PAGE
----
Can you imagine what a person with that condition must be going through? It must be an unbearable, excruciating, and lonely journey. Kudos to them for going through enormous physical, emotional and mental pain to be true to themselves. As a society, we have a lesson or two to learn. To not judge what we do not understand. To not dismiss what we do not relate to.
I am proud of Massachusetts that voted YES on ballot question 3, which is s a referendum on the state’s 2016 transgender rights law prohibiting discrimination on the basis of gender identity in places of public accommodation, in the midterm.
On a side note, I thought Arundathi Roy did a fabulous job of articulating the inner turmoil of transgender people through her protagonist, Anjum, a hijra, in her novel the Ministry of Utmost Happiness. It’s worth a read.
Around last presidential election, Dan Rather showed up on my FaceBook feed quite frequently as a couple of friends liked or shared his posts. Intrigued, I too started following him. For the most part, he provides commentary on the political scenario although there are times when he writes about sports and science. And what a find he has been! His words not only inspire but also therapeutic, the kind that comes from someone who has seen more of life and has wizened up as a result of that. He is level headed, gives hope when the world around is in despair, and he always always reminds you to take a look at the big picture and to never ever give up.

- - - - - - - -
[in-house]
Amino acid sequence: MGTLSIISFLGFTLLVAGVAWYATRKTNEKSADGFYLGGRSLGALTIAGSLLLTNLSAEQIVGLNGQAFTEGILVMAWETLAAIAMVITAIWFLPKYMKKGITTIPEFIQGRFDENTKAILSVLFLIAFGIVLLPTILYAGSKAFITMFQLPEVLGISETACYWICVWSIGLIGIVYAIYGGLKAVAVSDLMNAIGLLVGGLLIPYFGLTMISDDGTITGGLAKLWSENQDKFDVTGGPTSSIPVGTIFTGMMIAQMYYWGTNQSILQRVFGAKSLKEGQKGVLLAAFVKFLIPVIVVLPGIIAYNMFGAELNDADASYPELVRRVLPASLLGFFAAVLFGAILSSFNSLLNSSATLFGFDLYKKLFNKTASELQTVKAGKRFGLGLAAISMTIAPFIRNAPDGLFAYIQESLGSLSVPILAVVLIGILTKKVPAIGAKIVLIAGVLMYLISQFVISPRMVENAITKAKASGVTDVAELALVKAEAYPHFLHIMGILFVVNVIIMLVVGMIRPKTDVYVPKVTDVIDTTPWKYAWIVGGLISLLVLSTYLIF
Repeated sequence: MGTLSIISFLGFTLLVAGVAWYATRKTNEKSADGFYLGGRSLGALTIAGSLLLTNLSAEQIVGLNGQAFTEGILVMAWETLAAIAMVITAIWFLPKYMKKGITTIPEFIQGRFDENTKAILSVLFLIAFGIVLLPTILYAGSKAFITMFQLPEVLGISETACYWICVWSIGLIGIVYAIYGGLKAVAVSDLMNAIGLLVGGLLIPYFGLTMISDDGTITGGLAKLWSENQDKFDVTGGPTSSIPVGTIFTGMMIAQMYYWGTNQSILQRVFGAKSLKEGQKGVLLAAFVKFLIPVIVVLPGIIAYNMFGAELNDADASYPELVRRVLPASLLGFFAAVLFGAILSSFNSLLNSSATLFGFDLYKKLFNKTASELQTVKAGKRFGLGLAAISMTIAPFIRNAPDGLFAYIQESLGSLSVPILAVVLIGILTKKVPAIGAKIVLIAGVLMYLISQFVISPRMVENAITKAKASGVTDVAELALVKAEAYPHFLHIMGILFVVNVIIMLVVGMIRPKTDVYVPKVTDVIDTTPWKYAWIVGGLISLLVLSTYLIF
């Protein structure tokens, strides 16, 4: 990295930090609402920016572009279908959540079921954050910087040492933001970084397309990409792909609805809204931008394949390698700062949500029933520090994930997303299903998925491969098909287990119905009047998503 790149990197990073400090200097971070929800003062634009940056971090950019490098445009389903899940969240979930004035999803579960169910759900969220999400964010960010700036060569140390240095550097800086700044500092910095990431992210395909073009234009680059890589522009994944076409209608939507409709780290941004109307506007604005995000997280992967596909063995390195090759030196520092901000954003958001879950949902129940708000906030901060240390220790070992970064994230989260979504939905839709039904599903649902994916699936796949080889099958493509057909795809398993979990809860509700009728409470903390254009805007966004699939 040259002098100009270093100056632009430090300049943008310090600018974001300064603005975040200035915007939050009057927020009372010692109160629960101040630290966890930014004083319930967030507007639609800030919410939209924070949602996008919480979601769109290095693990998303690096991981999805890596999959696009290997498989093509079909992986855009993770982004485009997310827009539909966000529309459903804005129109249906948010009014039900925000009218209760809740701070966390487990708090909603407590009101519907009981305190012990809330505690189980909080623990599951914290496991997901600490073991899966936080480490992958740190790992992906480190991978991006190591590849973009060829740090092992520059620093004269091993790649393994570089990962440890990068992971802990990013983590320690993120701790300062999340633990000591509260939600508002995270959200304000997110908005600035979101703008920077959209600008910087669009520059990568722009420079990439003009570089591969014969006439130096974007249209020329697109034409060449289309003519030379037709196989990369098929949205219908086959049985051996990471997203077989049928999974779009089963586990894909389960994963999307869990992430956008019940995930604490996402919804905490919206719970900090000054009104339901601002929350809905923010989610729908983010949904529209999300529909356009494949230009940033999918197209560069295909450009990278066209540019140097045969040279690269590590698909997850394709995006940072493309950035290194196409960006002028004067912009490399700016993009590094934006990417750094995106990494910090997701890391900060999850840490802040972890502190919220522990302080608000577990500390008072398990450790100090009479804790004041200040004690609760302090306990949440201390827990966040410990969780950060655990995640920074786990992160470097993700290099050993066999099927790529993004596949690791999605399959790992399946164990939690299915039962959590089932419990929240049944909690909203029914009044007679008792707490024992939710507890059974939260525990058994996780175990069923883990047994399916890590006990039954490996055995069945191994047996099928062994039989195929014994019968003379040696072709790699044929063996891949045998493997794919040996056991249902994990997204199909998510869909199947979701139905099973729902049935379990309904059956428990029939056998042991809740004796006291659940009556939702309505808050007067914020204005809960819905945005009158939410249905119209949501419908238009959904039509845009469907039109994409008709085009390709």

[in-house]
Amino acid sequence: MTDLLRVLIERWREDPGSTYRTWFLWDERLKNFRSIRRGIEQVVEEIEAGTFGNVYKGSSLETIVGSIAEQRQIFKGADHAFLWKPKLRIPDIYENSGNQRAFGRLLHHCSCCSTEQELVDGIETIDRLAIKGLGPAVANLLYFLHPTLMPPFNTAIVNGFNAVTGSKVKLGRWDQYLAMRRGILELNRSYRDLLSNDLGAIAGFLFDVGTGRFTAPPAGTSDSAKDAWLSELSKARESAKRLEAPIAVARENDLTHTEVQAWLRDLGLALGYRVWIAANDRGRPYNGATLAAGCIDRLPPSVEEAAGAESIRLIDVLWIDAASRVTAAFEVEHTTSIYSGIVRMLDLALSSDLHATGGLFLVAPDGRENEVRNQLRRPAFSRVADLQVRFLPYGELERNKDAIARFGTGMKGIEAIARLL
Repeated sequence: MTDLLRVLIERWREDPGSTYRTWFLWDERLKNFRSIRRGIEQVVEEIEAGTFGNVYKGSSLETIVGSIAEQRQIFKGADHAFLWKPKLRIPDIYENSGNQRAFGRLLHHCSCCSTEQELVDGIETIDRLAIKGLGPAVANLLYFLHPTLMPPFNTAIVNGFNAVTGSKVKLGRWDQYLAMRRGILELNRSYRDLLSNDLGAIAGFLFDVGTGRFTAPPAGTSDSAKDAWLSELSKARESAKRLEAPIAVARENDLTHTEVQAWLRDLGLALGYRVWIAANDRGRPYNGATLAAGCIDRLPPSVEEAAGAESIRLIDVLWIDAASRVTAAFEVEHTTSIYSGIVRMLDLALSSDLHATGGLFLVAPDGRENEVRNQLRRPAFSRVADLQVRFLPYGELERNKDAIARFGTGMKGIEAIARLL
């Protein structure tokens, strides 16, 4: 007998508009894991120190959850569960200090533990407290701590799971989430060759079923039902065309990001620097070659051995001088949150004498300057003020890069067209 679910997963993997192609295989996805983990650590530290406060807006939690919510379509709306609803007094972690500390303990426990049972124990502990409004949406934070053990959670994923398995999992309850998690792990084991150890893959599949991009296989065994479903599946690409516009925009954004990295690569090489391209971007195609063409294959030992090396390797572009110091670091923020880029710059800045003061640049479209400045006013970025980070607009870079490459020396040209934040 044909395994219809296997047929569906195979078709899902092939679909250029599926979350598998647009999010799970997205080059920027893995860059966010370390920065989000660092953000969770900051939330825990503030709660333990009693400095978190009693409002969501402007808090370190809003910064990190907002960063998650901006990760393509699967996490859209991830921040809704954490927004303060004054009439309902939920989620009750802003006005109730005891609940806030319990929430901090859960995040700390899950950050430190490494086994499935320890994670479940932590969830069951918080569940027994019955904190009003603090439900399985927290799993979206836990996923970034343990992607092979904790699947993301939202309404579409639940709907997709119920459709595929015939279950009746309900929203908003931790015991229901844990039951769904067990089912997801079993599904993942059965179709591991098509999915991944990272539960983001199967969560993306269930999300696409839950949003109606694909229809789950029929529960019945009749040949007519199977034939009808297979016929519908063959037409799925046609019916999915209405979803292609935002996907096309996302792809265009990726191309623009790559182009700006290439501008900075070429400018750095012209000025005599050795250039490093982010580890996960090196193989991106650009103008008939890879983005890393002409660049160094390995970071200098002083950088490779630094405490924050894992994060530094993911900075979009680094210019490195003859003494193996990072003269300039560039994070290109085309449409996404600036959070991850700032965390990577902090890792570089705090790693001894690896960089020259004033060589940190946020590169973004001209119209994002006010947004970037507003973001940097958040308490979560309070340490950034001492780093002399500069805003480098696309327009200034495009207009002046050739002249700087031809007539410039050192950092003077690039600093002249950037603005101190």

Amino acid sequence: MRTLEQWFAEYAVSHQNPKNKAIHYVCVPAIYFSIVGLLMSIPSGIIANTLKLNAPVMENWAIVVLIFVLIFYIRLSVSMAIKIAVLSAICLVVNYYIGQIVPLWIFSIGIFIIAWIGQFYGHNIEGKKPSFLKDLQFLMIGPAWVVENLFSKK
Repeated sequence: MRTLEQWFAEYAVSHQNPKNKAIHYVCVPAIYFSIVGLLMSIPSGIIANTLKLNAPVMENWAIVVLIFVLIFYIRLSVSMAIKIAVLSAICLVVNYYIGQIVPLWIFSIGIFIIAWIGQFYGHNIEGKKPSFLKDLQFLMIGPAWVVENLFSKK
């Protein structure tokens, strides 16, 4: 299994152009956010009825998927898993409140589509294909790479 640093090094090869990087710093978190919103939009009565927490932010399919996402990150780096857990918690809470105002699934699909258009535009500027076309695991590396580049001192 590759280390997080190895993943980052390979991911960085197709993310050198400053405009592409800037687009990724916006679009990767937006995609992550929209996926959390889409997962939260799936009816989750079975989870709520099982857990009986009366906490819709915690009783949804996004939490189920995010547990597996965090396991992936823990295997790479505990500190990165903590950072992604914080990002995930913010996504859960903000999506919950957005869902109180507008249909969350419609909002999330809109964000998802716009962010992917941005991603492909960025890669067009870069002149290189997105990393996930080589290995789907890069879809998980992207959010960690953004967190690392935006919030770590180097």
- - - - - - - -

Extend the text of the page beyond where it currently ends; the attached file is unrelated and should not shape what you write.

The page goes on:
A couple of weeks back I watched the RBG movie/documentary. Please do yourself a favor and watch this one. We are all lucky to have someone like her in our lifetime. She made her mark against all odds in a male dominated profession and shed light on gender discrimination. Of all the things she said, the one that stands out is how her law studies gave her respite from her child and how her child gave her respite from work.